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New Orleans, Louisiana skyline in July

Source: Cavan Images / Getty

New Orleans residents are prepping for the worst as salt could be threatening their drinking water. 

According to CNN, droughts have caused water levels on the Mississippi River to hit record lows, which has allowed for a surge of saltwater from the Gulf of Mexico to push upstream. This rare act of nature called a saltwater intrusion could pollute the drinking water for New Orleans and Jefferson Parrish residents.

The Mississippi River has an enormous flow rate, which is usually enough to keep saltwater from the Gulf out, but droughts have kept the river low, allowing saltwater into the river. 

Top city officials warn that residents may have to deal with this problem for as long as three months

“About 90 days is what we’ve been told by the Corps of Engineers,” Collin Arnold, New Orleans’ homeland security chief, said during a City Council committee meeting. “So we’d be looking at maybe the end of January under those circumstances.”

According to NOLA, the city and surrounding region are hoping to build a pipeline further upriver to pump water that would dilute the salt at treatment plants. The expensive project could be converted into a permanent solution once the three-month period has ended. Estimates for the pipeline range from 100 million to $250 million, with federal funds likely covering the costs.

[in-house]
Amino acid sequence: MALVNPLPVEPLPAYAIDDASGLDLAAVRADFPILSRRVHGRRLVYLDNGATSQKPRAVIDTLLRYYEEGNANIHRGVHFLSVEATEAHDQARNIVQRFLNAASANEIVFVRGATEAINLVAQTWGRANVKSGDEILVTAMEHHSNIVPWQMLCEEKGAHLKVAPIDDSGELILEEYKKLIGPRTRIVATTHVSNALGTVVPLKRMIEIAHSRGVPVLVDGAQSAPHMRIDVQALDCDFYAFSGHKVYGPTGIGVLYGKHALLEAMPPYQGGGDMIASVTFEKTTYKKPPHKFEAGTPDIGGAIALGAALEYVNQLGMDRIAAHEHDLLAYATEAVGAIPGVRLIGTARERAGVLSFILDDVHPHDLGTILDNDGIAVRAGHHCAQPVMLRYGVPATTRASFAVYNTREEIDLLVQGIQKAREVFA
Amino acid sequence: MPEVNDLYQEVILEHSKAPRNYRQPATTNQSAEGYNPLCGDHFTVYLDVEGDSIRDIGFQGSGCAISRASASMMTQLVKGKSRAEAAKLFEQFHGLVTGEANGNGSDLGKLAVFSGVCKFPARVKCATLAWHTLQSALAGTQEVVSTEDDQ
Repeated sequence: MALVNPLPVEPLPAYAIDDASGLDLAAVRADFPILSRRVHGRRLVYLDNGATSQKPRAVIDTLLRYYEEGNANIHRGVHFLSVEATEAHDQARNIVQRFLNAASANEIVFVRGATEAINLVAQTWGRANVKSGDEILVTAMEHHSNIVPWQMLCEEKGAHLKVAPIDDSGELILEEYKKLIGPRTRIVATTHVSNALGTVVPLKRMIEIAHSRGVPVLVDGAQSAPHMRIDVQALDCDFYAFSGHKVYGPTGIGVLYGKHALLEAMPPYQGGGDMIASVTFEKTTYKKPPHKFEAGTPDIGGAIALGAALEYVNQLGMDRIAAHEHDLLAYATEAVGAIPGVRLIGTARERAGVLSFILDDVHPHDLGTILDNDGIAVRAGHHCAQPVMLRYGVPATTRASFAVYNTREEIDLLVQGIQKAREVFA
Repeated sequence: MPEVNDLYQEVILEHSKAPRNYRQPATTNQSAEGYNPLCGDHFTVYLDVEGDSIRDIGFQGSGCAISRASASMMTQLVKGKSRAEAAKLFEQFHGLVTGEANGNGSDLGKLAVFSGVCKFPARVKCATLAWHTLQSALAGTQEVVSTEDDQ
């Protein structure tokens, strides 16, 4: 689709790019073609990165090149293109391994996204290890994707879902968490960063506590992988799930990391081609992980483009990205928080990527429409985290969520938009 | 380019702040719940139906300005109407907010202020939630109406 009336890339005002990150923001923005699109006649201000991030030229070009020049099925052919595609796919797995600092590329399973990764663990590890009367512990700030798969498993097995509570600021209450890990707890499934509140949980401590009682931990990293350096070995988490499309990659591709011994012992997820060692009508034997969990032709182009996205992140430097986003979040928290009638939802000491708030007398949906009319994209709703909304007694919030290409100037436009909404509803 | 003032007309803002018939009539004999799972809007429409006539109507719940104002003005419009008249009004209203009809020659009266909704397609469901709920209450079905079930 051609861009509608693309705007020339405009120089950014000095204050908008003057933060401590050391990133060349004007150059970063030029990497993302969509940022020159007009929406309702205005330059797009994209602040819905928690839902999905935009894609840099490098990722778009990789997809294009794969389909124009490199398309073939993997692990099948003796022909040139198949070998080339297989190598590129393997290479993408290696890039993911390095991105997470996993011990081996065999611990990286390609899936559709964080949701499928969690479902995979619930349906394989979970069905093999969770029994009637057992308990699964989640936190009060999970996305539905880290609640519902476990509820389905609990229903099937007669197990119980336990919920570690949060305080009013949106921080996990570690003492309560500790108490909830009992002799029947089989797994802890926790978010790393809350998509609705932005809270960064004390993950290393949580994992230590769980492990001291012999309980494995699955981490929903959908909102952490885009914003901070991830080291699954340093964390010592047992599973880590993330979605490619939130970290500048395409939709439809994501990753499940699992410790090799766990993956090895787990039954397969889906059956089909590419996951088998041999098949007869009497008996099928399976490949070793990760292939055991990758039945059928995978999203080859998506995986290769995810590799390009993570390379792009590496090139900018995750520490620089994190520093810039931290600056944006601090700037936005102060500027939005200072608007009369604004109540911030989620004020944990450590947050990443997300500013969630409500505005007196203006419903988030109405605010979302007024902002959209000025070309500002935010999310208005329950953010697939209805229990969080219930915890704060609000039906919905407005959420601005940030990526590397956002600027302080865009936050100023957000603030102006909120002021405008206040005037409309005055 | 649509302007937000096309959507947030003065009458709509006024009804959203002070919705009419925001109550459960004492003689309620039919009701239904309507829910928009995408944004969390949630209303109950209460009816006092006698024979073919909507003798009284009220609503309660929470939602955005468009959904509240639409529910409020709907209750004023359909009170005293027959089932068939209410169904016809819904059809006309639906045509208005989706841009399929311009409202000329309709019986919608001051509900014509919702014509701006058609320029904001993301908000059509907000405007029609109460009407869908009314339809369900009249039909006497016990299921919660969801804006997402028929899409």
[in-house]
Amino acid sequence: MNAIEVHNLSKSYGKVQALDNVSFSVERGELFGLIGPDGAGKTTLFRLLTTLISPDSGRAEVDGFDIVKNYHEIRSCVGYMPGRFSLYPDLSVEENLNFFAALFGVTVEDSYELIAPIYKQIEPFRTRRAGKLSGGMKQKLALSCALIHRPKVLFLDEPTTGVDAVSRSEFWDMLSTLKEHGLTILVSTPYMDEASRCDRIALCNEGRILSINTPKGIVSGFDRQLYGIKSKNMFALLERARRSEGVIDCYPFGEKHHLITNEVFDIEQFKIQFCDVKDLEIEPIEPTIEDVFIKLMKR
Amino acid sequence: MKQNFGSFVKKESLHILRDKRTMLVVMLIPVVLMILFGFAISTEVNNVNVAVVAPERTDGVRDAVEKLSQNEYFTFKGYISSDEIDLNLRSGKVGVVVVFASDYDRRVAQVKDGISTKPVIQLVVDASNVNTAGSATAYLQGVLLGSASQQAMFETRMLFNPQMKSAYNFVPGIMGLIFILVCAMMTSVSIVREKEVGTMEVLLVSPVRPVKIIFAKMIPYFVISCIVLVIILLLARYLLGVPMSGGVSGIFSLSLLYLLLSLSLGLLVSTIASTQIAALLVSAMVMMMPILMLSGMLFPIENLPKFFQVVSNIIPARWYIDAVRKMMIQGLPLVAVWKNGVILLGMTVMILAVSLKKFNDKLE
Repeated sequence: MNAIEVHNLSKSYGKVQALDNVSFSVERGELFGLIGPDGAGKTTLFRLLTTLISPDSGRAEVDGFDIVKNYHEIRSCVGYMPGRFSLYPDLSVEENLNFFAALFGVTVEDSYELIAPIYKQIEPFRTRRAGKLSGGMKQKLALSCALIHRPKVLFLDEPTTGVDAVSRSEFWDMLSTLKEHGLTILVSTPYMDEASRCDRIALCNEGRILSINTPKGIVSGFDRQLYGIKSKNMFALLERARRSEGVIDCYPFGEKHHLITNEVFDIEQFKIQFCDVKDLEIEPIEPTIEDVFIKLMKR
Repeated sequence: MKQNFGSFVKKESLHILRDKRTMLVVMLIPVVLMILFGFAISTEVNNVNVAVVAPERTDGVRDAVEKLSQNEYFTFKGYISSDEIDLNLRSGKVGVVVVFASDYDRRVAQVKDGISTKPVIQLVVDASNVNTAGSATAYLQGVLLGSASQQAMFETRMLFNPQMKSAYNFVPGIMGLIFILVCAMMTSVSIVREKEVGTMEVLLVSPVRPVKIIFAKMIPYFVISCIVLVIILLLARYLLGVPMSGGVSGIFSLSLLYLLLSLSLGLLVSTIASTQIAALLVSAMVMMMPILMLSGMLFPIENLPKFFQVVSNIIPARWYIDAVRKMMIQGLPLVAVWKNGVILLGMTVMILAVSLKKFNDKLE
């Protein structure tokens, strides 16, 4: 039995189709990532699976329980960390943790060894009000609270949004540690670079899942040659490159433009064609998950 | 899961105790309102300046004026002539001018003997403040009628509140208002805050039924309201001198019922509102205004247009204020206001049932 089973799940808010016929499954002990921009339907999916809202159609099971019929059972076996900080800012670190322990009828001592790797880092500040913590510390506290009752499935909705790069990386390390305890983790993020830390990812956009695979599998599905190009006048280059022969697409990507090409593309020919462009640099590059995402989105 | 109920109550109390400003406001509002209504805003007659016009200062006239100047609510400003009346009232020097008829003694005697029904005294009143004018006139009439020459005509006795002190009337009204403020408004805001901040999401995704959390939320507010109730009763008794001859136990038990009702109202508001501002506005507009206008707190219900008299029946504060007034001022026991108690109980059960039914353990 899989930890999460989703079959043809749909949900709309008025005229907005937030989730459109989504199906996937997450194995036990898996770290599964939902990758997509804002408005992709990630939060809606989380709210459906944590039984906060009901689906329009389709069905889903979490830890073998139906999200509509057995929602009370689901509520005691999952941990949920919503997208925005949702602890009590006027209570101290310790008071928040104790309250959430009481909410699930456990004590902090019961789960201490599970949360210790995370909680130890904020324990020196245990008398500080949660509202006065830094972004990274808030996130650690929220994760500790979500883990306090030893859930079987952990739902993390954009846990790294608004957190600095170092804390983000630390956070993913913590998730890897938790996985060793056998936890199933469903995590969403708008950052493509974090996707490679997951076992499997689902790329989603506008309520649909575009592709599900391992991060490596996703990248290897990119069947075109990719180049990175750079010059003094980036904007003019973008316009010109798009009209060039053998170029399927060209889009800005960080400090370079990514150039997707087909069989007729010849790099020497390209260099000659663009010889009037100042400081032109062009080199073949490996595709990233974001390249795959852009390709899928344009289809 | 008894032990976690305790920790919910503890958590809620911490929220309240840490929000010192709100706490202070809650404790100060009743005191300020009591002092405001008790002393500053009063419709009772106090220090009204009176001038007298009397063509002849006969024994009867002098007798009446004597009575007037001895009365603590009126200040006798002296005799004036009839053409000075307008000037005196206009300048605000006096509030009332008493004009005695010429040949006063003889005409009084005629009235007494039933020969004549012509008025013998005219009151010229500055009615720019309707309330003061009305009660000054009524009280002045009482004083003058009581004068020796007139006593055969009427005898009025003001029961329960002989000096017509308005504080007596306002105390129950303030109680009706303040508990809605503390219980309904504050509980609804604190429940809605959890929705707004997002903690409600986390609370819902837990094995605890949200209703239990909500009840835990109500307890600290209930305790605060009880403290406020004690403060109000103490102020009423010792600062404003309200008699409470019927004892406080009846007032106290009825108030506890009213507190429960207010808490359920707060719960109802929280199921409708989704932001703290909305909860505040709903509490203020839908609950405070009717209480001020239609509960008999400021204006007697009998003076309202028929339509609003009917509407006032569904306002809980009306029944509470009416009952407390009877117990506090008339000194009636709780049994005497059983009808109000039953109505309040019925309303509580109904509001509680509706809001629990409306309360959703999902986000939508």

NEW ORLEANS, LA - APRIL 1: An aerial view of New Orleans can be

Source: The Washington Post / Getty

Arnold also said that the timeframe was only an estimate given changes to the weather forecast and that only sufficient rain in the Mississippi River basin would flush out the saltwater pushing into the river. Current forecasts suggest that saltwater could reach New Orleans’ Carrollton water plant around Oct. 28. The Carrollton water plant supplies water to the city’s east bank.

The U.S. Army Corps of Engineers also says the Algiers Water Treatment Plant could be affected by Oct. 22.

Arnold stressed to the city that the drinking water remains safe and called on residents not to panic. 

“With the current projections, it should be noted that almost 20% of the state could be impacted by this event,” said Gov. John Bel Edwards.

On Wednesday, President Joe Biden approved an emergency declaration for four parishes: Plaquemines, St. Bernard, Jefferson and Orleans.

The declaration authorizes the Federal Emergency Management Agency “to identify, mobilize, and provide at its discretion, equipment and resources necessary to alleviate the impacts of the emergency,” according to a news release from the White House.

Black residents in the city of New Orleans make up 58% of the population and in Jefferson Parish, 29% of the population is Black

SEE ALSO:

Jackson Water Crisis: Activists Blast Judge After Claims He Is ‘Pitting Black Against White’

Mississippi Department Of Environmental Quality Says Racism Isn’t To Blame For Jackson’s Water Crisis

The post New Orleans Preps For The Worst As Drinking Water Faces New Threat appeared first on NewsOne.

New Orleans Preps For The Worst As Drinking Water Faces New Threat  was originally published on newsone.com